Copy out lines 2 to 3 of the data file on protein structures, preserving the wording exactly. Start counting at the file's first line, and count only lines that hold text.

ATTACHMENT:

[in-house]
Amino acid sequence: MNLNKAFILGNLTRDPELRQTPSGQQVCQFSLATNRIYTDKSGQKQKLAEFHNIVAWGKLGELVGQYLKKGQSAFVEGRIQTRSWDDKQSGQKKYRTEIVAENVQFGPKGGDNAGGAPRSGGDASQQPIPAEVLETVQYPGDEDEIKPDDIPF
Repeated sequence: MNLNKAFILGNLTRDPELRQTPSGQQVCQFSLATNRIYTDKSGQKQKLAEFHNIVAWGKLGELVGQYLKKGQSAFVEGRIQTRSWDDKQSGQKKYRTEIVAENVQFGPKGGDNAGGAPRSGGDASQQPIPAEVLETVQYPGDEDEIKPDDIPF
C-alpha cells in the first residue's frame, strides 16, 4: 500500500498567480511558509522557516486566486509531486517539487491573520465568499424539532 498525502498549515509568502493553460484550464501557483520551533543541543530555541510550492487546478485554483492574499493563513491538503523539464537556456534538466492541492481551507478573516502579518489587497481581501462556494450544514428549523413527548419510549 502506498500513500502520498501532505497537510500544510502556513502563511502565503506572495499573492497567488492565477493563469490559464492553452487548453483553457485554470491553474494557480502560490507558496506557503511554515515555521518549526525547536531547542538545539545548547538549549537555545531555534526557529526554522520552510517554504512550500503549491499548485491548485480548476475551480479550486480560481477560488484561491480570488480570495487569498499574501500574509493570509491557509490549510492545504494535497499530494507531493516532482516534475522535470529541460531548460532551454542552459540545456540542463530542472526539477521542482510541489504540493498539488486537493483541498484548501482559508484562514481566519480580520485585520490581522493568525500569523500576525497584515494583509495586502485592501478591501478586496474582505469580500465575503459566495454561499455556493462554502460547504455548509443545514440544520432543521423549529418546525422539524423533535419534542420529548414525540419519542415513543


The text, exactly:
Amino acid sequence: MNLNKAFILGNLTRDPELRQTPSGQQVCQFSLATNRIYTDKSGQKQKLAEFHNIVAWGKLGELVGQYLKKGQSAFVEGRIQTRSWDDKQSGQKKYRTEIVAENVQFGPKGGDNAGGAPRSGGDASQQPIPAEVLETVQYPGDEDEIKPDDIPF
Repeated sequence: MNLNKAFILGNLTRDPELRQTPSGQQVCQFSLATNRIYTDKSGQKQKLAEFHNIVAWGKLGELVGQYLKKGQSAFVEGRIQTRSWDDKQSGQKKYRTEIVAENVQFGPKGGDNAGGAPRSGGDASQQPIPAEVLETVQYPGDEDEIKPDDIPF